Workplace safety culture: where does driving fit?

By 1st October 2021No Comments

This year’s Health & Safety Event at the NEC was our first opportunity, in what seems like an age, to get face-to-face with people in the world of workplace safety. Over the last 18 months or so, there would appear to have been an intensifying focus on all matters pertaining to health and wellbeing, and on the ways in which businesses can adapt to accommodate new procedures that make people the priority.

Driving for Better Business, the government-funded campaign group with a focus on promoting work-related road safety, invited IAM RoadSmart to exhibit alongside them as part of the event’s ‘Driver Safety Zone’. This new feature of the exhibition provided a programme of content focusing on strategies for improving the safety of business drivers: something especially relevant to these times in which mounting pressure on the logistics sector, changes to people’s driving habits and ever-growing grey fleet numbers are causing challenges for employers and employees.

Maintaining focus on business driving

Unlike on-site operations, driving for work generally takes place out of view of managers, and is also frequently treated as an employee’s way of getting to their job, rather than as an integral and essential element of the job itself. Our CEO Tony Greenidge highlighted this point in his presentation; part of a panel session on the subject of safety culture. Establishing a culture of safe working is already a challenge for businesses; maintaining a focus on work-related driving as part of that culture is a hugely important part of keeping both employees and the public safe from harm.

Businesses with poor safety practices may seek to justify their failings, citing commercial reasons for prioritising operational demands over the safety of employees. Drivers may be subject to unreasonably tight schedules, the requirement to remain in contact while out on the road, and may be expected to shoulder excessive workloads that can make them susceptible to fatigue, all in the name of profit or operational demands.

Tony closed with a stark question for business of that cultural mindset. If you use those kinds of excuses to justify poor safety standards internally, how do you think those same excuses would be received by the bereaved relative of a worker or member of the public killed in an incident involving one of your vehicles? Safety culture cannot be a simple case of paying lip service to safety policies but must involve actions supported by a genuine interest in putting people first.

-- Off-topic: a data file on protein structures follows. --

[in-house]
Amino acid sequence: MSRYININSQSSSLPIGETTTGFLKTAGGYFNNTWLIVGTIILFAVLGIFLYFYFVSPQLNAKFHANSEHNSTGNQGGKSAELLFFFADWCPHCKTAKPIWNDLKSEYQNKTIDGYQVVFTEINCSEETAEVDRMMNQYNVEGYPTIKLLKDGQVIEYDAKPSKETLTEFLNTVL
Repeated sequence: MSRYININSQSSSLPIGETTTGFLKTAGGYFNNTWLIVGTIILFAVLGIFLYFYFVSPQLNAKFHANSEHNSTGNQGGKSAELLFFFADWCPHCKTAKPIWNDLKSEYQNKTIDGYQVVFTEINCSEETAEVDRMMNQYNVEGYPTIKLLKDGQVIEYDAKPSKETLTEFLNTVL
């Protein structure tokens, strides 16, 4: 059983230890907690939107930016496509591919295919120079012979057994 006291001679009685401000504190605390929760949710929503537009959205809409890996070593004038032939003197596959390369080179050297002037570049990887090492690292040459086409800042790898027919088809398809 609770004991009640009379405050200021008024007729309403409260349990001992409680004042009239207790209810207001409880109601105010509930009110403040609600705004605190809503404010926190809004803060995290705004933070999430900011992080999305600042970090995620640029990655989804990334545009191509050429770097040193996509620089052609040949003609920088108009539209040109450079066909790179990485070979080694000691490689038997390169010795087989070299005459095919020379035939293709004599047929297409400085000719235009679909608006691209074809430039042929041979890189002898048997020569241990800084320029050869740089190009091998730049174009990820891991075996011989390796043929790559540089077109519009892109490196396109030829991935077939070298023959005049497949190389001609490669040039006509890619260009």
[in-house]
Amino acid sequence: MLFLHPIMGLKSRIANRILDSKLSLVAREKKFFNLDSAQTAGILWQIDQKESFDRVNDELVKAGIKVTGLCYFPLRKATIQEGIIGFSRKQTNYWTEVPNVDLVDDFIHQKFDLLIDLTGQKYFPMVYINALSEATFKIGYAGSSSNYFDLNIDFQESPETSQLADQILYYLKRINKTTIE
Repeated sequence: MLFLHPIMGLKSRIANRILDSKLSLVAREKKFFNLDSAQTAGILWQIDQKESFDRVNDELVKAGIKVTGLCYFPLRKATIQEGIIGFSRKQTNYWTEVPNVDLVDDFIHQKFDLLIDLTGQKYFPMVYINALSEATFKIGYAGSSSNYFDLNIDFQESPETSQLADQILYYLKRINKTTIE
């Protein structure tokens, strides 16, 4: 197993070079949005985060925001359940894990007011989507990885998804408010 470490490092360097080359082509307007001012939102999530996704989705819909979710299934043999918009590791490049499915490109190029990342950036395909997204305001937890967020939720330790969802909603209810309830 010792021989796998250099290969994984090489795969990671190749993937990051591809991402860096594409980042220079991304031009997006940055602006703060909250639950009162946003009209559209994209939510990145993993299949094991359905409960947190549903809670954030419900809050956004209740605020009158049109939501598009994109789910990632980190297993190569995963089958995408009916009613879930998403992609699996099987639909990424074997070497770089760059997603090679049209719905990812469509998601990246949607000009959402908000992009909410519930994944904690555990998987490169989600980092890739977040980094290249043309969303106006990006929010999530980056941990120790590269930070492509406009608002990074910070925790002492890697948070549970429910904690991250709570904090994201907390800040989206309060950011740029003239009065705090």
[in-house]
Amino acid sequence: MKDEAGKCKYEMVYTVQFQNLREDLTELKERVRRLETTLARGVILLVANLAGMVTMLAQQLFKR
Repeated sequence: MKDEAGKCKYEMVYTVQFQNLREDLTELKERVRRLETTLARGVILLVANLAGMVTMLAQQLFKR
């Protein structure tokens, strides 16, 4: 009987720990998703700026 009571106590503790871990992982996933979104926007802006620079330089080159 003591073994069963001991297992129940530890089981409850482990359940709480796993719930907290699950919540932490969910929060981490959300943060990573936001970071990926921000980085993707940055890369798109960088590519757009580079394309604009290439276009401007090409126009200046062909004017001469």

Adapting as the world changes

Businesses need to maintain an awareness of the ways in which the world is changing in order to ensure that safety culture does not stagnate and that processes remain relevant. Developments in vehicle technology, people’s working patterns and even consumer behaviour are all driving ongoing change in business travel and the way fleets are managed. One key area is the continued rise of grey fleet numbers; an increasing number of vehicles used for business are not managed in the traditional way, and may fall off the radar of managers. At the Event, the Health and Safety Executive (HSE) took the opportunity to announce some long-awaited developments to their guidelines for employers on managing workplace driver risk, which are intended to detail the steps that businesses should take in ensuring that their policies cover employees who use their own vehicles for work purposes.

At the time of writing, the fully updated guidelines have yet to be released, but they promise to give employers the clarity and impetus to adapt their risk management strategies for the modern landscape, and we’ll be summarising and reporting on them in due course.

A message to Members

IAM RoadSmart members reading this article will be pleased to hear that we were visited by quite a number of existing Members and current Associates at the exhibition. Perhaps it shouldn’t bee too surprising that we have so many existing members who are part of the Health & Safety community, and that professionals within that arena have a clear appreciation of what we do and of the benefits of ongoing skills development.

If you too have a responsibility for workplace safety or fleet management, and would like to know more about how you as an IAM RoadSmart Member can become an advocate for driver improvement for your company, then please get in touch as we’d love to hear from you.

Easy solutions for managing driver risk in your business

How would you describe the culture within your business? Is safe working a key element, and does driver risk get the attention it deserves? For help and advice on ways to start embedding a culture of safer business driving, get in touch with us today.

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Gary Bates

Author Gary Bates

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